Book Review: The Smartest Retirement Book You’ll Ever Read by Daniel R. Solin



The Smartest Retirement Book
Sometimes when it comes to financial advice, you don’t want a lot of fluff. You just want someone to tell you like it is – straight and to the point. Not a whole bunch of “maybe this, maybe that”. That aspect is what I loved about the Smartest Retirement Book You’ll Ever Read by Daniel R. Solin – definitive and conscience advice!

So far I’ve already written two separate posts highlighting pieces of advice in this book. But there’s actually a lot more to it. Solin has JAMMED PACKED this book full of useful knowledge. The information it contains could be appreciated by both newbies as well as intermediate/advanced investors. Here’s some of the more important tidbits you can take away from The Smartest Retirement Book:

 

Asset Allocation Models:

If you think you need to be a wizard at picking out stocks to have a successful retirement, think again. Early on in The Smartest Retirement Book, Solin tells you to not even bother with individual stocks (p.14). His advice: Construct a simple investment portfolio using these great low cost Vanguard funds (p. 16):

  • Total Stock Market Index Fund (VTSMX)
  • Total International Stock Index Fund (VGTSX)
  • Total Bond Market Index Fund (VBMFX)

Read more about this strategy in my post: Asset Allocation Models from Author Daniel Solin

 

Retirement Income Planning Using an Appropriate Withdrawal Rate:

One of the cruelest ironies of saving for retirement is blowing it all too quickly by taking too much out early on. Should you take out 4 percent each year, or could you possibly take out more and still be safe?

Solin dives deep into the 4 percent rule for retirement withdrawal rate. He starts out by commenting on the traditional route – starting with a 4.15% withdrawal and then increasing this each year to compensate for inflation (p.79). If you have 60 to 65% stocks, you might be able to make this work for the next 30 years.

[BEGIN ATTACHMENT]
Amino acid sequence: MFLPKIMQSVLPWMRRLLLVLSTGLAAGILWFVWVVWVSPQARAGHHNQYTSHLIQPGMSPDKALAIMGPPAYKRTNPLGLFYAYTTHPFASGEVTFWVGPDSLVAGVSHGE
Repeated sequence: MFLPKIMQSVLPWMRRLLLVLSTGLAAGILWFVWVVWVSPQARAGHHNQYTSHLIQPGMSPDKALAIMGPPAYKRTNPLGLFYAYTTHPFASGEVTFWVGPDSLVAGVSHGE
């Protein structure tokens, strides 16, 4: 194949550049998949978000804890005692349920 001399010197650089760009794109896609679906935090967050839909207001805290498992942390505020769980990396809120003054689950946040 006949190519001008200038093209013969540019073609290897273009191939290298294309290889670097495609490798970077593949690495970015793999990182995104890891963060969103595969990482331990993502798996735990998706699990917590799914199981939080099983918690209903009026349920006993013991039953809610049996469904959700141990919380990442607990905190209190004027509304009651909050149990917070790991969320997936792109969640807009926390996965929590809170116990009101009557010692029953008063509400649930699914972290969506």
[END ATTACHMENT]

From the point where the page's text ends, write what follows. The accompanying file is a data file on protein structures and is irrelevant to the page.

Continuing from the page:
But another spin on the 4 percent rule comes from investment advisor Michael Kitces. By examining the ten-year average P/E ratio of the market, you may be able to predict with some confidence what the market will do over the next 15 years. Depending on how we think the market will perform could mean being “safe” with a rate as high as 5.5 percent (p. 81-83).  Read more about this strategy in my post: Retirement Income Planning with Author Daniel Solin

One final variation on the 4 percent rule comes from William Bengen. Bengen devised a floor-to-ceiling strategy in which withdrawals were dictated by whether we are in a bull market (higher withdrawals allowed) or bear market (lower withdrawals recommended). This strategy had a 91% of 30 year success given a portfolio of 63% large-cap stocks and 37% intermediate-term bonds (p. 84-85).

 

Drain Your Accounts by the Order of Tax Consequence:

This is one piece of information I may return to for a separate post all its own. Along the same lines of knowing the consequences of the withdrawal rate you choose, it’s also extremely important to know what the tax consequences are for each of your retirement funds.

The Smartest Retirement Book suggests one strategy for stretching your money is to drain your accounts in the following order (p. 90-91):

1) Post-tax accounts (where you can pay lower taxes on the withdrawals)

2) Deferred retirement accounts like a traditional IRA’s, 401k’s, etc (because the money will grow greater tax free)

3) Roth IRA (where the money grows tax free and you pay nothing on the withdrawals)

 

More Great Advice:

As if that’s not enough, here are some more tips that Solin offers in the Smartest Retirement Book:

Have a 2-year cash cushion to give yourself the courage to invest in stocks and beat inflation (p. 9).

Index funds receive superior returns due to low cost, better diversification, tax advantages, and the nature of their low cash holdings (p. 22-23).

• You can ignore ETF’s because they are not as good as your low cost index funds (p. 28)

If you want to invest in bonds, just buy a low cost index fund (p. 36). You can ignore treasury inflated securities (TIPS) because of lower returns, higher volatility, and the risk of deflation (p. 40).

• If you’re looking into annuities, go with immediate annuities (p. 60) or try a charitable gift annuity (one issued from a noble non-profit agency) (p. 63).

Variable annuities are a bad idea because of the long-term commitments, big fees, and the taxes that either you or your heirs will have to pay (p. 65-66). Equity-indexed annuities are also bad news (p. 70).

• For most employees, rolling over their 401k into an IRA is the best move because of lower fees and better choices (p. 97).

• If you are a high income earner, converting from a traditional IRA to a Roth IRA may be a good way to avoid having to take minimum withdrawals and leave tax-free money to their heirs (p. 99)

Don’t get punished with a “reverse hold-up”. When the government says it’s time to start taking minimum required distributions (MRD’s), you had better start or the penalties will be significant (p. 101-104)!